Seriously though, we’re talking about real time conversations between people.
Not this conversation:
But the one that requires me to be able to hold a real, live one. With a person that needs to listen to me with his ears, see me with his eyes, and react back by talking to me directly.
400 milliseconds of a roundtrip or less (that’s 200 milliseconds to get media from your camera to the display on the other side) is what we’re aiming for. A full second would be disastrous and not really usable.
For real.#2 – Media Requires Bandwidth. Lots and Lots of Bandwidth
This one seems obvious but it isn’t.
Here’s a typical ADSL line:
Most people live in countries where this is the type of a connection you have into your home. You’ll have 20, 40 or maybe 100MB downlink – that’s the maximum bitrate you can receive. And then you’ll have 1, 2 or god forbid 3MB uplink – that’s the maximum bitrate you can send.
You see, most of the home use of the internet is based on the premise that you consume more than you generate. But with WebRTC, you’re generating media at all times (if it isn’t a live streaming type of a use case). And that media generation is going to eat on your bandwidth.
Here’s how much it takes to deliver this page to your browser (text+code, text+code+images) versus running 5 minutes of audio (I went for 40kbps) and 5 minutes of video (I went for 1Mbps). I made sure the browser wasn’t caching any page elements.
There’s no competition here.
Especially if you remember that with the page it is you who is downloading it, while with audio and video you’re both sending and receiving – it it is relentless as long as the conversation goes on the data use will grow.
Three more things to consider here:
- Usually, the assumption is that you need twice the bandwidth available than what you’re going to effectively send or receive (overheads, congestion and pure magi)
- You’re not alone on your network. There are more activities running on your devices competing over the same bandwidth. There can be more people in your house competing over the same bandwidth
- If you’re connecting over WiFi, you need to factor in stupid issues such as reception, air interferences, etc. These affect the effective bandwidth you’ll have as well as the quality of the network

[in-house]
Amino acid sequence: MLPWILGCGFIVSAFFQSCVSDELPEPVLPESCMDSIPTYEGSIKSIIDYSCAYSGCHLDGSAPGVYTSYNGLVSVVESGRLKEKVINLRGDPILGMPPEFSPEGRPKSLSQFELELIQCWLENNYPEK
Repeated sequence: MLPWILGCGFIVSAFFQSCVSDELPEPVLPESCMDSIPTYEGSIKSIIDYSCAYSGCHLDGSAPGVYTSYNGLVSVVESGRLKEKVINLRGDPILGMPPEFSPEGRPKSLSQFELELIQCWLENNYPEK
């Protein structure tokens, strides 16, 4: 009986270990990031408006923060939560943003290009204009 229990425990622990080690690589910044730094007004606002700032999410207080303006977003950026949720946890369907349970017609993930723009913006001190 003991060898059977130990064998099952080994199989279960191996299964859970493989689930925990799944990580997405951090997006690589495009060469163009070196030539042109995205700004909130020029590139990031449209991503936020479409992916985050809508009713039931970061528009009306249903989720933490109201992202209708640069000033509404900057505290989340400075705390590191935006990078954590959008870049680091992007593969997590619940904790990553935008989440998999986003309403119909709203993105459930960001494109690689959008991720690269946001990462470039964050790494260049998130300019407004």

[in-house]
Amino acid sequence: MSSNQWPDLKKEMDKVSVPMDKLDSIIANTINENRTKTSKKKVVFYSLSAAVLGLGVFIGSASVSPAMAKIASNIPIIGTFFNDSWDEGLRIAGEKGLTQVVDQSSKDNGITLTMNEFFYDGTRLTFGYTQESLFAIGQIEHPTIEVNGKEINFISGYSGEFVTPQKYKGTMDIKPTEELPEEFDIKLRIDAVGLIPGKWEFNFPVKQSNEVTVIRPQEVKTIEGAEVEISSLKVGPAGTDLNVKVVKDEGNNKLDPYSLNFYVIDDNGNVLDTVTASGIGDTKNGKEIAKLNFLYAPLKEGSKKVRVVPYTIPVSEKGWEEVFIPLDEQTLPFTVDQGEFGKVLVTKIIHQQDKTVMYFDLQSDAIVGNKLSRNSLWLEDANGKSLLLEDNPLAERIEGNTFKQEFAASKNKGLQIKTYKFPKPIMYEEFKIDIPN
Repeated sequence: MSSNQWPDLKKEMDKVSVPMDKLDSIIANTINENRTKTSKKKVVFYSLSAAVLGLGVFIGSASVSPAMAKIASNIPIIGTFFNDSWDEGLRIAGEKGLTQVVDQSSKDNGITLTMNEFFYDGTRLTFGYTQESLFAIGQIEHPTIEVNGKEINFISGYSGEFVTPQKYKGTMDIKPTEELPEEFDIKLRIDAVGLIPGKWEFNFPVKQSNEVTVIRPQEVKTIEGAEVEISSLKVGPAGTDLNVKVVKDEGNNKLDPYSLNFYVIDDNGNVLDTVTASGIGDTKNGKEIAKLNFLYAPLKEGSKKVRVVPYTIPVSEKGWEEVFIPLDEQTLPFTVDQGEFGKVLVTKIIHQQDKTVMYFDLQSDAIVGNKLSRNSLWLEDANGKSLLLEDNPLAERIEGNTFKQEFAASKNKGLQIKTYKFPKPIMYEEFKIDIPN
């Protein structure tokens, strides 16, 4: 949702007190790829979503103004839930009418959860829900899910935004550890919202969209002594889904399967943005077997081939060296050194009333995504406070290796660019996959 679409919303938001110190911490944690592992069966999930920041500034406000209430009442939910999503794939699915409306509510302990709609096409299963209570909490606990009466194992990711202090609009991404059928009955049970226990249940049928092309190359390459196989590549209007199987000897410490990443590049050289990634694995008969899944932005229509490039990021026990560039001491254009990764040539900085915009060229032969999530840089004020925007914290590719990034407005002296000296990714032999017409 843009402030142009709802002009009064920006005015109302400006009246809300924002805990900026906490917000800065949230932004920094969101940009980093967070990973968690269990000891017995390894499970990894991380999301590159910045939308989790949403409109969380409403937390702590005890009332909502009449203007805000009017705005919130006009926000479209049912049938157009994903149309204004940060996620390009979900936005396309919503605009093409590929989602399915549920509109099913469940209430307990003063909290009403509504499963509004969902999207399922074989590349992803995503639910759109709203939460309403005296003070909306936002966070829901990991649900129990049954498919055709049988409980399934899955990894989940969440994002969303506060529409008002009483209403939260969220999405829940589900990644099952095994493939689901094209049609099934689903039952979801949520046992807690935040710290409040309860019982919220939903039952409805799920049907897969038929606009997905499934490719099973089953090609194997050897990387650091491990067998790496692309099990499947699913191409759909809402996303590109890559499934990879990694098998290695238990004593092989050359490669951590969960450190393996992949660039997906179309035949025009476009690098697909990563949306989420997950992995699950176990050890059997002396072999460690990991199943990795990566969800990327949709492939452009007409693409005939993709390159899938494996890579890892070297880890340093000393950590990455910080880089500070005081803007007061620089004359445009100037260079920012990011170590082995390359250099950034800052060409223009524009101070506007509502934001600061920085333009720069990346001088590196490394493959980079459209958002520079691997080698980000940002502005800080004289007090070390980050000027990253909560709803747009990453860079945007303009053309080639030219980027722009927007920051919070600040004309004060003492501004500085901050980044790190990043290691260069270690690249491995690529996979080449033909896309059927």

So it’s real time and it eats bandwidth. But that’s only half the story.
The second half involves anything else running on your device.
To encode and decode you’re going to need resources on that device.
CPU. Something capable. A usable hardware acceleration for the codecs to assist is welcomed.
Memory. Encoding and decoding are taxing processes. They need lots and lots of memory to work well. And also remember that the higher the resolution and frame rate of the video you’re pumping out – the higher the amount of memory you’ll be needing to be able to process it.
Bus. Usually neglected, there’s the device’s bus. Data needs to flow through your device. And video processing takes its toll.
Doing this in real time, means opening dedicated threads, running algorithms that are time sensitive (acoustic echo cancellation for example), synchronizing devices (lip syncing). This is hard. And doing it while maintaining a sleek UI and letting other unrelated processes run in the background as well makes it a tad harder.
So thinking of running multiple encoders and decoders on the device, working in mesh topologies in front of a large number of other users, or any other tricks you’re planning need to account for these challenges. And they need to put in focus the fact that browser vendors need to be aware of these topologies and use cases and take their time to optimize WebRTC to support them.#4 – Media is Just… Different
Then there’s this minor fact of media just being so darn different.
It isn’t TCP, like HTTP and Websocket.
It requires 3 (!) different servers to just get a peer to peer session going (and they dare call it peer to peer).
Here’s how most websites would indicate their interaction with the browser:
And this is how a basic one would look like for WebRTC:
We’ve got here two browsers to make it interesting. Then there’s the web server and a STUN/TURN server.
It gets more complicated when we want to add some media servers into the mix.